- Vegetables: jazz up veggies with pesto, too! We love these Pesto Zucchini Lasagna Roll-Ups, or dress your greens with pesto using this Basil Pesto Salad Dressing.
- Fish: a dollop of fresh pesto is delicious on just about any piece of seafood (like this perfect grilled salmon).
- Dip: Pesto can be used as a dip on its own (with fresh, crusty bread or crisp veggies), or you can mix it with other ingredients like sour cream or mayonnaise for a thicker, creamier dip.
How to make Homemade Pesto from Scratch:
With just a handful of basic ingredients and about 10 minutes of effort, you can have a beautiful, aromatic sauce ready to be enjoyed. You don't even have to turn on the oven! This is truly the ultimate pesto recipe...
Ingredients for Traditional Pesto Recipe:
- Fresh basil
- Parmesan cheese
- Olive oil
- Salt and pepper
How to measure the basil leaves:
When measuring the fresh basil leaves for this pesto recipe, gently press them down to fill the measuring cup. You don't want to pack them firmly and tightly, but you do want to press them down a bit. When you release your fingers, they will likely pop up and be overflowing -- that's fine! The cup doesn't need to be leveled off like flour for baking.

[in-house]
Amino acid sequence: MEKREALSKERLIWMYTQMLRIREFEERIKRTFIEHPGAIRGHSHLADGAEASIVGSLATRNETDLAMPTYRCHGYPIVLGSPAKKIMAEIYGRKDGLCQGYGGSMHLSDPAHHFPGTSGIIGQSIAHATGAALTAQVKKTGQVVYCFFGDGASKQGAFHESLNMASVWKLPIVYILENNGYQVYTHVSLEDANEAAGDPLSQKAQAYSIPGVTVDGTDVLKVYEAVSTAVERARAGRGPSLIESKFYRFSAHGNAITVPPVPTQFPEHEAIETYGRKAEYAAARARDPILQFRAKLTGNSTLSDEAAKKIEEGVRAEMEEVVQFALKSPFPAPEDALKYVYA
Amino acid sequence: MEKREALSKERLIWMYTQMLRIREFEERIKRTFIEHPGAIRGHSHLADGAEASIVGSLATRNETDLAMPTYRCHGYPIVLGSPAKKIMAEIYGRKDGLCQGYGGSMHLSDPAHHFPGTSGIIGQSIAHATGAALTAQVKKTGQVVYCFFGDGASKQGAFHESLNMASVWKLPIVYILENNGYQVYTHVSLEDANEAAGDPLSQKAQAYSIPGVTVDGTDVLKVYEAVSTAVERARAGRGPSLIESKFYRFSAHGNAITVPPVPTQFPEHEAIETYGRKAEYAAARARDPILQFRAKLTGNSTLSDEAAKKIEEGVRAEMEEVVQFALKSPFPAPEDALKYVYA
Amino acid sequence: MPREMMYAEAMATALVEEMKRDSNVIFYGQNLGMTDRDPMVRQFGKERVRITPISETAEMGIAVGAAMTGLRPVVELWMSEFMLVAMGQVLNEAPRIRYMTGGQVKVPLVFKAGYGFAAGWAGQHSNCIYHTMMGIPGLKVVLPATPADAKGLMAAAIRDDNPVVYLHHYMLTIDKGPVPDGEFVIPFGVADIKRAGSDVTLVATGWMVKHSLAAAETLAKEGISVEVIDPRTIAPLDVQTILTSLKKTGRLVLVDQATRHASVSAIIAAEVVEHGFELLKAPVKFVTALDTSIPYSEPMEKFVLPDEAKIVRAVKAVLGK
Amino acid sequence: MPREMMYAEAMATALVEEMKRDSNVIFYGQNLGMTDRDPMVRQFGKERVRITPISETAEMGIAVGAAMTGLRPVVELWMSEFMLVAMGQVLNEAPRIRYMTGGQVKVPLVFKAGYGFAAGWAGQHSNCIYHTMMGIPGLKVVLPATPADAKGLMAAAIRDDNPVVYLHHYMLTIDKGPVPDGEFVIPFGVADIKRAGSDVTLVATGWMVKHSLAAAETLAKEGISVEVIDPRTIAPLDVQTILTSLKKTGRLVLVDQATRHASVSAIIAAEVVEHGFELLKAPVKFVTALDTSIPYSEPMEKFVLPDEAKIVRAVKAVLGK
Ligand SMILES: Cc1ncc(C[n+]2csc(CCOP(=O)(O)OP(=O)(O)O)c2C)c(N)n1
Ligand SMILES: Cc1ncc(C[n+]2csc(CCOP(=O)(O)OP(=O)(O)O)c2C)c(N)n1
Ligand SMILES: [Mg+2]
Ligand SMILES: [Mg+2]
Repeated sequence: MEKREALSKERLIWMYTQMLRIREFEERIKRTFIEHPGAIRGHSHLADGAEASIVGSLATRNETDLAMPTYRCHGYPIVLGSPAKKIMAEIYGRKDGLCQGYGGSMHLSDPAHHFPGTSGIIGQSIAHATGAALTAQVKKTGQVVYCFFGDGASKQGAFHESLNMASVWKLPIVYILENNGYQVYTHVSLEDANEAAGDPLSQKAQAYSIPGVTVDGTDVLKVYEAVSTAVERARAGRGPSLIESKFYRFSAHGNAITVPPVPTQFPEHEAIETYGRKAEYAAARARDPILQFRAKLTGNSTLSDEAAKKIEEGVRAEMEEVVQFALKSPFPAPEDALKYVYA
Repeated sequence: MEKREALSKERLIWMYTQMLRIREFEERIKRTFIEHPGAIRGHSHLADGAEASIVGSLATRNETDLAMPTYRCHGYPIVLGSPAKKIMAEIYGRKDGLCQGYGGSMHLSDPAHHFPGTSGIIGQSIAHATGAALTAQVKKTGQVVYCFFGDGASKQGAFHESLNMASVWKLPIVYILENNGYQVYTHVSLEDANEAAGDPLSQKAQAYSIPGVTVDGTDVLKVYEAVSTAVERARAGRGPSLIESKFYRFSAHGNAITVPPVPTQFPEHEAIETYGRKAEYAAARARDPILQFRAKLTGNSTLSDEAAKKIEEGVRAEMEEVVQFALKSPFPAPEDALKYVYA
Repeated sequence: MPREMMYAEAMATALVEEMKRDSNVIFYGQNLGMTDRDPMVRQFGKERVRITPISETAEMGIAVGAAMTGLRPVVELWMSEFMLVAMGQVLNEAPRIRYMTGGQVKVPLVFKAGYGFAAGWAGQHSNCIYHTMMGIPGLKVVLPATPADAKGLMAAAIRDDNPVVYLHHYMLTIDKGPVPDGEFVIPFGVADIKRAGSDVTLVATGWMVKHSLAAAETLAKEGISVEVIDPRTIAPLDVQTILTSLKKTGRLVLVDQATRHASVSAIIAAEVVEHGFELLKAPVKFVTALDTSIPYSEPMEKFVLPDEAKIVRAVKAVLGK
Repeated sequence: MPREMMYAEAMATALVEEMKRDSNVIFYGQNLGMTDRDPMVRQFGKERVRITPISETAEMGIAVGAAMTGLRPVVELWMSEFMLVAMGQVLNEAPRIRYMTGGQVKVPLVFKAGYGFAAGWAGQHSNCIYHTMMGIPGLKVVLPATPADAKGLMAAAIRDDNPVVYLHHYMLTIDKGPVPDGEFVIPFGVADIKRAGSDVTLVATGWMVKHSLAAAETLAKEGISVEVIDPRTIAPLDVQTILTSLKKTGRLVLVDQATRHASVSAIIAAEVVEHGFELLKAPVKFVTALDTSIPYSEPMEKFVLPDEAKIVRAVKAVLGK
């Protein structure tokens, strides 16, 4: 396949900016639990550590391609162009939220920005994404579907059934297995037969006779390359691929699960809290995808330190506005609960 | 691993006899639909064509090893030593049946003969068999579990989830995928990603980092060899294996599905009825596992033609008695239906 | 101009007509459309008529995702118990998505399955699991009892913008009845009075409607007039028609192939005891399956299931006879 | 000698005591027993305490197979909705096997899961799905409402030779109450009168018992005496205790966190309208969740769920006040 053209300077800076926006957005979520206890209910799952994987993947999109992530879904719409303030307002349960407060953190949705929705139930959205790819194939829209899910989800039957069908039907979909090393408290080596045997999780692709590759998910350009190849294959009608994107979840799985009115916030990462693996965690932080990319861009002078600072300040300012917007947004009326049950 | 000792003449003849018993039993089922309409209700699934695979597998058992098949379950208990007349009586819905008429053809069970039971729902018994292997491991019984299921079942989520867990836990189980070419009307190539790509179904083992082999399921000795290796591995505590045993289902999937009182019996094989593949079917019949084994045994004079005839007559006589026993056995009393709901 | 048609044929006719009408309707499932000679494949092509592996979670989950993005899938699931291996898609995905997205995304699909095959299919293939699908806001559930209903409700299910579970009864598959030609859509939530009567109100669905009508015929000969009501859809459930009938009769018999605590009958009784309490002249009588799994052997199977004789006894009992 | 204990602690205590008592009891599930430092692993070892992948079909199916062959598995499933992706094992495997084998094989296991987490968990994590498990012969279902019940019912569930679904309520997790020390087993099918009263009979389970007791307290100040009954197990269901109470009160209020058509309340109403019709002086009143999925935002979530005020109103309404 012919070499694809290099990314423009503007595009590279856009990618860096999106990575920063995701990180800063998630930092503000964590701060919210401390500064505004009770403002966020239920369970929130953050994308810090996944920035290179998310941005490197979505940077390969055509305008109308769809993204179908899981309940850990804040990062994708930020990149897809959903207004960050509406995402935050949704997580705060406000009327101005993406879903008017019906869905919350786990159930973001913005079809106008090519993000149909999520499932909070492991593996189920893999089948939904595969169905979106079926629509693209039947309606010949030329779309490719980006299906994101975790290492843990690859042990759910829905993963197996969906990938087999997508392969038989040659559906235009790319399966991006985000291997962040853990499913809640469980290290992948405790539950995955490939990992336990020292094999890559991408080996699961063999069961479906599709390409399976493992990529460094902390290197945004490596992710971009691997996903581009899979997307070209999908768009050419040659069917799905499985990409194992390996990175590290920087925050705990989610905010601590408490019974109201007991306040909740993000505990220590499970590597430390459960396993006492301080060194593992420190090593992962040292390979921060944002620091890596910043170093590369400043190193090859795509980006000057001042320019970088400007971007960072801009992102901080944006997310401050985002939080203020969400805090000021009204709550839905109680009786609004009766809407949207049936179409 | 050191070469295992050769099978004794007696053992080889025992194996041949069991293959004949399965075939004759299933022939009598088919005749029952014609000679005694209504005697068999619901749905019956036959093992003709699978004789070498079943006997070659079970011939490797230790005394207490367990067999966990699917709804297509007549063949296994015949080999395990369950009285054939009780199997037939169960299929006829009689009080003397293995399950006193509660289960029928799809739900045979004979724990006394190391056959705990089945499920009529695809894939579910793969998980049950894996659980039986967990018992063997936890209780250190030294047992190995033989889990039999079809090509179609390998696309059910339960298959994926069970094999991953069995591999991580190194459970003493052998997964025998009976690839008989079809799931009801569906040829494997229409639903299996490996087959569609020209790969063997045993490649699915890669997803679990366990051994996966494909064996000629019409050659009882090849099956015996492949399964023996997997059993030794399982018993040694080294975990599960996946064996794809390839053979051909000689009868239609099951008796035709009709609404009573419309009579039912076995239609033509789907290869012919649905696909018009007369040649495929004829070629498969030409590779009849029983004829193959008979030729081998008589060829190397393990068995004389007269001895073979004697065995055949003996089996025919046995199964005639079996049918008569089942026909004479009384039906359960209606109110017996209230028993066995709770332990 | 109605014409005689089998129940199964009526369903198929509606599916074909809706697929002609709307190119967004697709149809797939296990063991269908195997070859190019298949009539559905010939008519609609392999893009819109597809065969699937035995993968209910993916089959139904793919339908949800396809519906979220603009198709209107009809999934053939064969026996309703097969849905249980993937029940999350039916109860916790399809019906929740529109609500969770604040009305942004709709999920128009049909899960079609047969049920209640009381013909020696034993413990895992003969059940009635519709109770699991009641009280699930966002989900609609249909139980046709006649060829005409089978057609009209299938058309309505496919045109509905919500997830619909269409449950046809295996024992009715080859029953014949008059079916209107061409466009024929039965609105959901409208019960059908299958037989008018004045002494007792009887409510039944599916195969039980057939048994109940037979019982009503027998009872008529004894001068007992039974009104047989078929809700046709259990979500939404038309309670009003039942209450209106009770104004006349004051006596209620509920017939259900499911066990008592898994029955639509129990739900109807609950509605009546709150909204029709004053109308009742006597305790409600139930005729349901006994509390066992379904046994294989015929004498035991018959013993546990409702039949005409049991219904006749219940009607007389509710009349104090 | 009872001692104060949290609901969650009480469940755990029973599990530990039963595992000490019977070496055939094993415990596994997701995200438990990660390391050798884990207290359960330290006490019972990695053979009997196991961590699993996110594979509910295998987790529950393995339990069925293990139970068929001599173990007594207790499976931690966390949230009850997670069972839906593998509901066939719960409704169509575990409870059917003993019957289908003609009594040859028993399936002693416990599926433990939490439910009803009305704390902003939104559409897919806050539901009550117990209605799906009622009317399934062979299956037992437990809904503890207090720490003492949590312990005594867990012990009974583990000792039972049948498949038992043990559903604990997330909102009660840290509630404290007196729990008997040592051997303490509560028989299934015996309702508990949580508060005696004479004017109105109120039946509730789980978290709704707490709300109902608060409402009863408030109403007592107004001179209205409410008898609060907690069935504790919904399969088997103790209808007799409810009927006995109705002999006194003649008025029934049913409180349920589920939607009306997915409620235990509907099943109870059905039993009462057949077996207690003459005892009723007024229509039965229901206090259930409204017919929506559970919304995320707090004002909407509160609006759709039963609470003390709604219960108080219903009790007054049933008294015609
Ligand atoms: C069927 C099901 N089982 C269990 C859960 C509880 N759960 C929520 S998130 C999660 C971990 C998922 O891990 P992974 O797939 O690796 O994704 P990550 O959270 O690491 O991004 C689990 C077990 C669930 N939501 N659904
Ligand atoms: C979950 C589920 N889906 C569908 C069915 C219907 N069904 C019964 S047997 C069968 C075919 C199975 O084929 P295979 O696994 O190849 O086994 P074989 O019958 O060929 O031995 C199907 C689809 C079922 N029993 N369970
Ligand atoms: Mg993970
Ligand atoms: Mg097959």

How to toast the pine nuts:
Toasting the pine nuts before adding them to the food processor gives the sauce a much richer, deeper flavor. Pine nuts burn very easily when toasted in a skillet, however. Instead, I like to quickly toast my pine nuts in the microwave. Just place the nuts on a microwave-safe plate and cook on high power in 30-second intervals, stirring in between. The nuts will be toasted and fragrant within 1-2 minutes. Bonus -- you're less likely to burn them in the microwave, too!
Step 1: Add Parmesan, Pine Nuts, Garlic and Salt to Food Processor
Process these ingredients by pulsing to make the crumbs finer. I like to give them a head start before adding the basil and olive oil.
Step 2: Add Basil and Olive Oil
Place the basil in the food processor, and then slowly drizzle in the olive oil while pulsing. You're looking for a uniform, creamy consistency.
How to Store Homemade Pesto: